A grant deed and a deed of trust are legal instruments that may sound similar, but are not in any way the same. Brush up on your legalese by learning the differences between the two.
A grant deed is a written agreement between individuals or entities which pertains to the sale or transfer of the equitable ownership of real property from one individual or entity to another individual or entity. The party who owns the property being transferred is called the grantor. The document must be duly signed by the grantor. The legal document is then notarized and marked with a seal to show that it is properly acknowledged and signed. This is to prove the legality of the document with the authenticity of the grantor’s signature. It includes statements of conditions under which the property can legally be acquired, and can be owned by the borrower without any complications.
In a grant deed, it is the grantor’s legal responsibility to guarantee the grantee that the property is not being paid for by another person, and/or the house is free from any irregularities such as hidden tax liabilities, unstated flaws and others. It serves as a proof to the grantee that the property is not being claimed by other parties, nor are there unpaid taxes due that would restrict the sale or transfer of said property.
In the US, a deed of trust (i.e. trust deed) is a legal instrument which transfers the legal title of real property to a person or an entity, called the trustee. The trustee holds the legal title as security for a debt initiated between a borrower (trustor) and a lender (beneficiary). Although the trustee holds the legal title to the property, the borrower still has the legal right to the property.
The deed of trust serves as an assurance that any breach in the terms and the process of the borrower paying for the property can possibly revoke (or relinquish) the right of the borrower to successfully own that real estate. In this deed, the property in collateral would be the very property that is being paid for. It assures that the payments made by the buyer would automatically be transferred to the lender, or in the instance that the buyer cannot pay the dues any longer, a stipulated amount of interest would be owed.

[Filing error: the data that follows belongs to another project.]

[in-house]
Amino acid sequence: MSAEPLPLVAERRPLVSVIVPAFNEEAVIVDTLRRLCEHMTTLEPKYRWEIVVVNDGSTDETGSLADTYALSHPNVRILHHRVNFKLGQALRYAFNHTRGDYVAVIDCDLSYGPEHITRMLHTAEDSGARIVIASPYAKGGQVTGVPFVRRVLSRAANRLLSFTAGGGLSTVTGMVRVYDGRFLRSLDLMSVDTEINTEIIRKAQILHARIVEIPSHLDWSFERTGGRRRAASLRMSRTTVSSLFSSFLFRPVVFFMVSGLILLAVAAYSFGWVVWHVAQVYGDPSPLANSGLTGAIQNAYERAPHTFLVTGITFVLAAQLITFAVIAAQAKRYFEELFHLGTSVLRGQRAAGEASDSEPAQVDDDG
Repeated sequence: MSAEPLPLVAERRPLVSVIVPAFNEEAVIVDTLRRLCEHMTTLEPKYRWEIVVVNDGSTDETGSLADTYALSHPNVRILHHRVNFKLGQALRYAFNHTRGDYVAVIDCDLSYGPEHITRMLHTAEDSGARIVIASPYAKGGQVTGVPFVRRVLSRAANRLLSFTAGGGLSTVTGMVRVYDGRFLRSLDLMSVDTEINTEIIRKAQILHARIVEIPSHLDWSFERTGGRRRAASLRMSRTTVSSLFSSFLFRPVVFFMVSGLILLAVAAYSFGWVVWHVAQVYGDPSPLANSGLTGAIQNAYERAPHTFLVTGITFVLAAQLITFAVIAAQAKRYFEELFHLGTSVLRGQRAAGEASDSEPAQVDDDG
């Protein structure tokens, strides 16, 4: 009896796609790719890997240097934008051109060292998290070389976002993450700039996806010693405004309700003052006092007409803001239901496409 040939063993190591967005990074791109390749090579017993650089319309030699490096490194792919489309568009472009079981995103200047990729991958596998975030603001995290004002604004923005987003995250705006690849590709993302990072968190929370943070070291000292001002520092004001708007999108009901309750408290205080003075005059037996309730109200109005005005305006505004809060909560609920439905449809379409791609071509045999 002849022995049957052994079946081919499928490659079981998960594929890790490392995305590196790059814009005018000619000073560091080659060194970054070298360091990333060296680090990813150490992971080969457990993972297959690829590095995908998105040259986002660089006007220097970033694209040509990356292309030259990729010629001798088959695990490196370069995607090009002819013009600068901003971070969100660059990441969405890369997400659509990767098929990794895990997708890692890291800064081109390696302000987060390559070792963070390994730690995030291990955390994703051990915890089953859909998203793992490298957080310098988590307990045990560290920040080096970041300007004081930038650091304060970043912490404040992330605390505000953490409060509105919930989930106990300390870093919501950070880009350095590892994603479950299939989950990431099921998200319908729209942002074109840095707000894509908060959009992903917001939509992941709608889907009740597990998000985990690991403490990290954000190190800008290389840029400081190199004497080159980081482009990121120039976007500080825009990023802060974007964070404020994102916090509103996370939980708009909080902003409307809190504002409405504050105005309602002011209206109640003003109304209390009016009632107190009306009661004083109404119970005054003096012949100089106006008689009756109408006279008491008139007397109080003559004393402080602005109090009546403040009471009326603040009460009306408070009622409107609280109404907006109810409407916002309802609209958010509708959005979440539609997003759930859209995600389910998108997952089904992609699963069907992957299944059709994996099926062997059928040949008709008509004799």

Grant Deed vs Deed of Trust
So, what is the difference between a grant deed and a deed of trust? A grant deed is a legal instrument that is created to transfer the ownership of real property from grantor to grantee. It is given to a real estate buyer from the seller as an assurance that the property in question is not owned by anyone else, free from hidden liabilities, and in an agreed upon state. A deed of trust, on the other hand, is used in several states to secure real property put forth as collateral to a loan. It legally transfers the title to the real property to a trustee (lender) until the borrower (trustor) pays off the loan in full.
A grant deed is executed by the grantor to make the transfer legal, while a trust deed involves a lender (beneficiary) who lends money to the trustor (borrower). The funds are given by the trustor to the seller, who in turn initiates a grant deed, giving the property to the borrower.
|Grant Deed||Deed of Trust|
|From trustee to borrower||From trustee to lender|
|Pertains to real estate or property terms and conditions||Pertains to funding/finances assurance|
|States that property is in good standing||States terms of borrower’s payment dues|